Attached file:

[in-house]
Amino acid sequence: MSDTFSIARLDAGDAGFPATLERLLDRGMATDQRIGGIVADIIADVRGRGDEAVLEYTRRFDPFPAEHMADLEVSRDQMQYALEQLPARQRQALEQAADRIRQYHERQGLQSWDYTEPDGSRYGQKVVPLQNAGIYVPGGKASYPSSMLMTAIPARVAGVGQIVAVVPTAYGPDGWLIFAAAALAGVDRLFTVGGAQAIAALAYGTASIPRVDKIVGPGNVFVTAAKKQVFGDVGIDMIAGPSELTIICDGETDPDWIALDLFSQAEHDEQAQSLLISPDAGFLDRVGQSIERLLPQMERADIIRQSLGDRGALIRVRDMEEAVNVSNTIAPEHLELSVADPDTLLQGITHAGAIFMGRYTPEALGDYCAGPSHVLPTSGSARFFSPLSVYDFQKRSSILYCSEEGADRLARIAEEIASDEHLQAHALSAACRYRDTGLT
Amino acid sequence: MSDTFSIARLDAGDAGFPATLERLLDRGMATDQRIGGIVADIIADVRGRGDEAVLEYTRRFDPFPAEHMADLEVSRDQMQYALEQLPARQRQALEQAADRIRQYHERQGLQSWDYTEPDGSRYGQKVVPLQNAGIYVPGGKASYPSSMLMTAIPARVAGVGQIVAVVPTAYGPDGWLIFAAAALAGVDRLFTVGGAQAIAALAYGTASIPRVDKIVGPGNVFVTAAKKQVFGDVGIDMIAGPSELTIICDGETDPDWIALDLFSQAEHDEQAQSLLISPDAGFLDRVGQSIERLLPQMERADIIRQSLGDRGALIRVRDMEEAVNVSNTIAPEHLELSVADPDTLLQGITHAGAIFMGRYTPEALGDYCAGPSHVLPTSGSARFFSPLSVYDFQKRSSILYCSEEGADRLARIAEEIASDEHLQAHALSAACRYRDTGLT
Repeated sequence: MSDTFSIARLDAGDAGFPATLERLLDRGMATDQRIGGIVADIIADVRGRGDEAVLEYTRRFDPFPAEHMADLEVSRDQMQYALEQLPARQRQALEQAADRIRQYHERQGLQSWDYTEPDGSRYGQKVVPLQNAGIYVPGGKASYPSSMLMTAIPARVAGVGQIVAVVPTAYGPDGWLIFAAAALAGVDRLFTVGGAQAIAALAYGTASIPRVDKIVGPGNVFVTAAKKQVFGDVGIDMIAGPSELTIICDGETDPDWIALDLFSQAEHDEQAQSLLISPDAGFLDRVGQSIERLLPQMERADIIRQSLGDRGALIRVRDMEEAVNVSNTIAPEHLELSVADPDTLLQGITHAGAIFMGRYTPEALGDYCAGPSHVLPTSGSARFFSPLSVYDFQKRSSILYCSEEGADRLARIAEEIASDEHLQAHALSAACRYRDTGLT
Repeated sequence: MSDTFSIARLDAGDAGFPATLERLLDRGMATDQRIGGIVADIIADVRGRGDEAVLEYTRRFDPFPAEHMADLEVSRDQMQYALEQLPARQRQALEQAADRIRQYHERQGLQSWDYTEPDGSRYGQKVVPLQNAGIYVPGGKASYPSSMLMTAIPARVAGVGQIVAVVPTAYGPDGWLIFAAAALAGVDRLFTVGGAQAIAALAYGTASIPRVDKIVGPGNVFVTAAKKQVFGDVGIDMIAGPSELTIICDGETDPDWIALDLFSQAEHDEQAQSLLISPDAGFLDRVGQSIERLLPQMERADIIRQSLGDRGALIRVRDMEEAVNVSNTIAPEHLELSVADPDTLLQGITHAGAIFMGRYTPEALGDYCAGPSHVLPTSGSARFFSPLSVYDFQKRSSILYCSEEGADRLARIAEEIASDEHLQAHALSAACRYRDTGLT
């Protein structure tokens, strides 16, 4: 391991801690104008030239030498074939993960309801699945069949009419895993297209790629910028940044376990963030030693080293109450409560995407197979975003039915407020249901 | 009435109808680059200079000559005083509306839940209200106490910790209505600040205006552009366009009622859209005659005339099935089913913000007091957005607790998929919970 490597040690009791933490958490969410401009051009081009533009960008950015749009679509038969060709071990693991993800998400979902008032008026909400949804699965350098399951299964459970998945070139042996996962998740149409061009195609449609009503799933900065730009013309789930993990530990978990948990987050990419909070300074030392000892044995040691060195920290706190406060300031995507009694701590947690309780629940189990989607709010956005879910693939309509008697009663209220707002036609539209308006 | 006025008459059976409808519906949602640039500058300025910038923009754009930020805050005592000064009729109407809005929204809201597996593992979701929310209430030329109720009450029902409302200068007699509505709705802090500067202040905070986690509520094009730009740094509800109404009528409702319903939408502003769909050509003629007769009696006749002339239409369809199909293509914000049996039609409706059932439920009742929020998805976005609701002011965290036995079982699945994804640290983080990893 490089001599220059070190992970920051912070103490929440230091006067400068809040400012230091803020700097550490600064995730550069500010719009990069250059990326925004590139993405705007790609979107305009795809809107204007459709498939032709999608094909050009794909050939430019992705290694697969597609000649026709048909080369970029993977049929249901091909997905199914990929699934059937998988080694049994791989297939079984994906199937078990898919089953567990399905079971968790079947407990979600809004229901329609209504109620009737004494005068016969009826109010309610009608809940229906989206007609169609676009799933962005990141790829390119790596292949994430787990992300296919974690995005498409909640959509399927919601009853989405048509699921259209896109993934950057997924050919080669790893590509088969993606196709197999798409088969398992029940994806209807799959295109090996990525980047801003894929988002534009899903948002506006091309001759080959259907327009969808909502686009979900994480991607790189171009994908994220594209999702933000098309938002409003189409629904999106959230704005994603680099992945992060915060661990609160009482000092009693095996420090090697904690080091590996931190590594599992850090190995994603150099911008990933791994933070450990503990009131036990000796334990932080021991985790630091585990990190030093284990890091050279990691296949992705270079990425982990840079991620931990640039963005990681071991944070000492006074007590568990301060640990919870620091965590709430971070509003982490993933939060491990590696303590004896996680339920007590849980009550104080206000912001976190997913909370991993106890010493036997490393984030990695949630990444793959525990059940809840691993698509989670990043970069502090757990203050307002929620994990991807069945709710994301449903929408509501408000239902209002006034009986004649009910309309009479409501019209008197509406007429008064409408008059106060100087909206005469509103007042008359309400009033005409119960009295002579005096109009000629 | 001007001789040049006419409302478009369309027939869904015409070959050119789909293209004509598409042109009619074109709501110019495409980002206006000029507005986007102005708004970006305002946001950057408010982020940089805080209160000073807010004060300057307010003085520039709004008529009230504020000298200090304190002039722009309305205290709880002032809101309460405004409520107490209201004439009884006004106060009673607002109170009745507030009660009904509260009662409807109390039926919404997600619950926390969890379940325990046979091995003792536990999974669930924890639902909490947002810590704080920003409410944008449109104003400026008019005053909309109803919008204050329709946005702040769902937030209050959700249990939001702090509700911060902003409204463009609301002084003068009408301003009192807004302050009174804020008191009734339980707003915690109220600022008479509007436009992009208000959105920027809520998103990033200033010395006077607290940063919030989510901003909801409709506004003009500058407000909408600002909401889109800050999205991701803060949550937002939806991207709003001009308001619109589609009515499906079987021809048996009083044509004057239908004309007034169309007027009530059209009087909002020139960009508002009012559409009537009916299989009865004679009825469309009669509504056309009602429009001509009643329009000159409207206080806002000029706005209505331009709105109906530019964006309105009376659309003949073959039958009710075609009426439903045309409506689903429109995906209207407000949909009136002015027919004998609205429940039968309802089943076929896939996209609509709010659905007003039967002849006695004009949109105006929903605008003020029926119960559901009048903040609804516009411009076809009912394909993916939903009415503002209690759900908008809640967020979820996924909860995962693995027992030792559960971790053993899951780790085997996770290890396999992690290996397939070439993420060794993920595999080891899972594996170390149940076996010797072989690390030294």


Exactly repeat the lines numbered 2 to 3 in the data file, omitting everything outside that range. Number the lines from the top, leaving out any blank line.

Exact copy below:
Amino acid sequence: MSDTFSIARLDAGDAGFPATLERLLDRGMATDQRIGGIVADIIADVRGRGDEAVLEYTRRFDPFPAEHMADLEVSRDQMQYALEQLPARQRQALEQAADRIRQYHERQGLQSWDYTEPDGSRYGQKVVPLQNAGIYVPGGKASYPSSMLMTAIPARVAGVGQIVAVVPTAYGPDGWLIFAAAALAGVDRLFTVGGAQAIAALAYGTASIPRVDKIVGPGNVFVTAAKKQVFGDVGIDMIAGPSELTIICDGETDPDWIALDLFSQAEHDEQAQSLLISPDAGFLDRVGQSIERLLPQMERADIIRQSLGDRGALIRVRDMEEAVNVSNTIAPEHLELSVADPDTLLQGITHAGAIFMGRYTPEALGDYCAGPSHVLPTSGSARFFSPLSVYDFQKRSSILYCSEEGADRLARIAEEIASDEHLQAHALSAACRYRDTGLT
Amino acid sequence: MSDTFSIARLDAGDAGFPATLERLLDRGMATDQRIGGIVADIIADVRGRGDEAVLEYTRRFDPFPAEHMADLEVSRDQMQYALEQLPARQRQALEQAADRIRQYHERQGLQSWDYTEPDGSRYGQKVVPLQNAGIYVPGGKASYPSSMLMTAIPARVAGVGQIVAVVPTAYGPDGWLIFAAAALAGVDRLFTVGGAQAIAALAYGTASIPRVDKIVGPGNVFVTAAKKQVFGDVGIDMIAGPSELTIICDGETDPDWIALDLFSQAEHDEQAQSLLISPDAGFLDRVGQSIERLLPQMERADIIRQSLGDRGALIRVRDMEEAVNVSNTIAPEHLELSVADPDTLLQGITHAGAIFMGRYTPEALGDYCAGPSHVLPTSGSARFFSPLSVYDFQKRSSILYCSEEGADRLARIAEEIASDEHLQAHALSAACRYRDTGLT